While many industry observers, find it absurd that the Energy Minister has the competence to decide which fields should be unified this, however, is completely legal in Ghana following several recent regulatory changes – in 2016 the Ghanaian government introduced this clause so as to streamline new projects. Technically, Ghana’s Energy Minister can also force reticent sides to acquiesce to its intent with the proviso that the top-down decision can only be done if both plays are appropriately appraised.
But apart from the fact that Sankofa’s shareholders totally oppose government’s ruling on unification of the two oilfields, foreign industry operators also assert that the Afina discovery should be officially confirmed as a commercial one, which has not happened because potential partners in developing the field have not announced the results of their due diligence.
The Afina-1 discovery well was spudded in September-October 2019 to a total depth of 4085 meters and wielded a light oil play with a gross thickness of 65 meters. Afina was the first-ever well drilled by Springfield Exploration and Production, a Ghanaian company that took a 80 prcent operatorship role in the West Cape Three Points Block 2, with the remaining stake going to Ghana’s national oil company GNPC. Upon the discovery, Springfield stated that Afina’s oil-in-place reserves are assumed at around 1.5 billion barrels, with a further 3 billion barrels of undiscovered potential, making it a superb start to the company’s drilling history (provided the discovery is commercial though). In contrast to Afina, the 0.5 billion barrels Sankofa has already been producing since 2017, eight years after its initial discovery by Vitol’s Ghanaian upstream branch.
Government’s assertive view of how it would prefer its offshore crude production to develop has also generated another controversy. Although the Energy Ministry wants ENI to operate the prospective Sankofa-Afina field, however, it would be Springfield that gets the largest stake as Afina’s nominal reserves are higher, despite its commercial size and viability remaining unconfirmed. Mirroring a 54.5-45.5 percent split between Afina and Sankofa, ENI would receive only 20.2 percent of the future joint project, Vitol would be left with 16.2 percent whilst Springfield would get 44.7 percent.
Foreign industry experts are suggesting that Ghana ought to be very careful in how it treats the Sankofa/Afina issue because it carries enormous reputational risks for future offshore projects. Throughout 2020 there was no exploration activity in Ghana’s offshore and the restoration of drilling is dependent on the operator of Sankofa, ENI, going forward with its plans in the Tano Basin. Moreover, Sankofa might be perceived as a pioneering project, being the first non-associated gas field in Ghana’s offshore and has been playing an instrumental role in the nation’s shedding some of its unnecessary hydrocarbon imports. Using its gas production for electricity generation at an assumed cost of $6.6/mmBtu (with the involvement of the World Bank), Sankofa has doubly benefited Ghana by saving its currency reserves and by supplanting polluting oil products as sources of energy.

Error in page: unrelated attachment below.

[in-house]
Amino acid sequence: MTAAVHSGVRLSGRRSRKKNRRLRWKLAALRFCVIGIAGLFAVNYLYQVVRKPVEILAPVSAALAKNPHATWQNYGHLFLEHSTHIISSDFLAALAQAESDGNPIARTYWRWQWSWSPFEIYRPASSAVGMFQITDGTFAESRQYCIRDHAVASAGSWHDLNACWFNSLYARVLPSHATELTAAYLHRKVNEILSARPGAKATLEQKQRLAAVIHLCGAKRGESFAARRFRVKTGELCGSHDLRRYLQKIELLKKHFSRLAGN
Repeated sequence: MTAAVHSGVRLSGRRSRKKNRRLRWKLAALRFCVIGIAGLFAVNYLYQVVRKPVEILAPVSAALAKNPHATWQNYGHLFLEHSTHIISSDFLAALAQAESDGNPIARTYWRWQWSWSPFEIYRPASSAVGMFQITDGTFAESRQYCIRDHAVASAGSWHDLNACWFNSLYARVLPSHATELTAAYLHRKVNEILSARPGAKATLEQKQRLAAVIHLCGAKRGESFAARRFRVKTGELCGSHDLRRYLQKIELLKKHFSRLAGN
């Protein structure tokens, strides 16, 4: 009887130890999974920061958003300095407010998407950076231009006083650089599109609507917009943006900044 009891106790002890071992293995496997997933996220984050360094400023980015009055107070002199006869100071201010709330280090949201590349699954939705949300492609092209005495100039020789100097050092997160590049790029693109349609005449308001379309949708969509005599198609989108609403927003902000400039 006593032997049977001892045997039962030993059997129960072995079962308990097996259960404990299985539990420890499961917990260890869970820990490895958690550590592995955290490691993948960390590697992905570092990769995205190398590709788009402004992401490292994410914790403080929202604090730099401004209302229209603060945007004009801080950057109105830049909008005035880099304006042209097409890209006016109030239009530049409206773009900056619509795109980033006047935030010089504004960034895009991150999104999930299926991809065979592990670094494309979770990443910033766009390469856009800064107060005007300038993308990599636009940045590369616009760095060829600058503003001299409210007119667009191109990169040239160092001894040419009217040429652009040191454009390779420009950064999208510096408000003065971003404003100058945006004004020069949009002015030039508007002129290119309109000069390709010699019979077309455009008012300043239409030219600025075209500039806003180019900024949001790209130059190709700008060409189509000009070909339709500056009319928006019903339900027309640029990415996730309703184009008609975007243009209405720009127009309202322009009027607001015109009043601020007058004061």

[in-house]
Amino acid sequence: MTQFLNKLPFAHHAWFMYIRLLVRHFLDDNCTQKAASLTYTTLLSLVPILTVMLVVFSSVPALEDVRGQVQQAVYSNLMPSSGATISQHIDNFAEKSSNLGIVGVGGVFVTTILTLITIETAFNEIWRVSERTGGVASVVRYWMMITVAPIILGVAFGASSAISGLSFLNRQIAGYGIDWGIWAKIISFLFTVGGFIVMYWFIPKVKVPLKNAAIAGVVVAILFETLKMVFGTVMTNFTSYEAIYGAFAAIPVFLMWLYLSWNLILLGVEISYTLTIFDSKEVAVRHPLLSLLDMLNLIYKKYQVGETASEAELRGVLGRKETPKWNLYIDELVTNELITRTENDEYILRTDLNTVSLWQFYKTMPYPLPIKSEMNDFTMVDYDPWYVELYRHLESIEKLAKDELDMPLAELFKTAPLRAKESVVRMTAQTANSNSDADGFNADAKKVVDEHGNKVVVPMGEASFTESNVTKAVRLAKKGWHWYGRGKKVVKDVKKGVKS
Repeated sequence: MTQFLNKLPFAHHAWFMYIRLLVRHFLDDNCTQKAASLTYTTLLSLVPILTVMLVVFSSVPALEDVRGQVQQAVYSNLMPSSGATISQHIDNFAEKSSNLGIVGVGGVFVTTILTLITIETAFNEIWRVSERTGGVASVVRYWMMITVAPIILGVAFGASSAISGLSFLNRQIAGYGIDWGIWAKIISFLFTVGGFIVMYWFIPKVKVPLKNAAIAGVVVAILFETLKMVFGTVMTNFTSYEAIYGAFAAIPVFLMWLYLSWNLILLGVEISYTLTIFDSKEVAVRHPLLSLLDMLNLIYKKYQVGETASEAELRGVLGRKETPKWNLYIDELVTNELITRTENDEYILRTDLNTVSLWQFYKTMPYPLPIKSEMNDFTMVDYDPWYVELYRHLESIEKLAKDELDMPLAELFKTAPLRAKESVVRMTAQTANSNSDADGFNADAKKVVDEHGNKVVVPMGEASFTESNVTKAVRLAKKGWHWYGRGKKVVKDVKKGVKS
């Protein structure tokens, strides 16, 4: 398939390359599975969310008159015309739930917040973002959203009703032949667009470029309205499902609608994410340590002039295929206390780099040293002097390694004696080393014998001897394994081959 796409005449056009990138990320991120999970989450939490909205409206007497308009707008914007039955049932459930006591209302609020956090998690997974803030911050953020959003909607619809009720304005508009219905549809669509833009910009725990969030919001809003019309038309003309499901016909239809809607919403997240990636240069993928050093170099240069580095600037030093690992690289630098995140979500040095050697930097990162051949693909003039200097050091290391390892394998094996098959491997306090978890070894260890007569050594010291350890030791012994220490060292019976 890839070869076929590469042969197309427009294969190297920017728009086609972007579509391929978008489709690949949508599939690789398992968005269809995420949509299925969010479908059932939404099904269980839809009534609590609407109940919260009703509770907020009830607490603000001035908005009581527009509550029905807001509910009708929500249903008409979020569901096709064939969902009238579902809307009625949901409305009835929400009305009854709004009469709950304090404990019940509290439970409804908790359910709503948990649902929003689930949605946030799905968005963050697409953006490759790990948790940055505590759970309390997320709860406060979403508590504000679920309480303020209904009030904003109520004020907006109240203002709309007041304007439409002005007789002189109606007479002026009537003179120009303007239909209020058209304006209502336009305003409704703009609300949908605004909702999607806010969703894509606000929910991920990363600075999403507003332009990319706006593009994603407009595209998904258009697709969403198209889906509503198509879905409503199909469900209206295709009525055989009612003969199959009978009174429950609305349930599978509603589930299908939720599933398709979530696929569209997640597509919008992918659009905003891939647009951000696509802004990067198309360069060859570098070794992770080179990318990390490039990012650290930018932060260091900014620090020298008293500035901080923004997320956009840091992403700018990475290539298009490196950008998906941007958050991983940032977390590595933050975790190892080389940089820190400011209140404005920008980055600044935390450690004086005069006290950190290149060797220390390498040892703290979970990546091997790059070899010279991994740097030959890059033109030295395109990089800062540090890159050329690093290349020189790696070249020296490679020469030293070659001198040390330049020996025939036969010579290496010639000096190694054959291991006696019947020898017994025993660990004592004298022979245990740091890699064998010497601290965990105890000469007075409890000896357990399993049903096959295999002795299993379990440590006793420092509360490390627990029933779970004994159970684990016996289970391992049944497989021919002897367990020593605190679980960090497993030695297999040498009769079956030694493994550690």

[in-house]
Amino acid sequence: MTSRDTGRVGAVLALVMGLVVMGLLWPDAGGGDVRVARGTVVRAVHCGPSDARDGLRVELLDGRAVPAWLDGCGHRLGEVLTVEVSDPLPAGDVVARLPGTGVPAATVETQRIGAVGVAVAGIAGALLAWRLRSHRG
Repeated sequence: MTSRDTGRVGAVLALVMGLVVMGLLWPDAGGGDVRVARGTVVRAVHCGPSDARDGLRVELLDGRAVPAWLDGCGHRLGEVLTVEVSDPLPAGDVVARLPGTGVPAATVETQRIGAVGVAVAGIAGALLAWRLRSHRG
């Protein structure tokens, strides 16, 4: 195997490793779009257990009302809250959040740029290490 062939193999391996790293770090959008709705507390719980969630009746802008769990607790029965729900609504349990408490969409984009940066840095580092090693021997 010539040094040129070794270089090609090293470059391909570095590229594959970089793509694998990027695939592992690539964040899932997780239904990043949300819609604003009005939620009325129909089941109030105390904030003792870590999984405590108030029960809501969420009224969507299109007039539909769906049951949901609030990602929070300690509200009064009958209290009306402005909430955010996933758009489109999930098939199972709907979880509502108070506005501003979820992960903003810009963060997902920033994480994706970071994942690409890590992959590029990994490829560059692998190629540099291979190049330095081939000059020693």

Ghana Crude Production vs Exports in 2017-2020 (in ‘000 barrels per day).
The swift production increases of 2017-2018 gave way to stagnation that was rendered even more apparent by the consequences of COVID-19 (see Graph ) Currently Ghana has two oil producers – Tullow with its Jubilee and TEN fields, and ENI with Sankofa – totaling around 190,000-200,000 barrels per day recently. The output volumes are unlikely to increase significantly as there seems to be no other project coming up in the pipeline. The Pecan field, operated by Aker Energy, might have been the one to supplement the Ghana’s production portfolio, however overall delays in its development will postpone its commissioning, all the more so as Aker now wants to split it in two separate phases for the field’s northern and southern part. Should there be any output additions over the course of 2021-2025, they would come from Tullow’s Greater Jubilee production ramp-up and not new projects.
None of this augers well for Ghana’s upstream il industry’s growth despite the huge prospects both inshore and offshore. There is little doubt as to the country’s hydrocarbons endowment. Bur recent regulatory developments are curbing the enthusiasm of the international oil companies to explore for new fields right now and even more worrying is curtailing their willingness to spend direly needed capital on bringing out of the ground what has already been discovered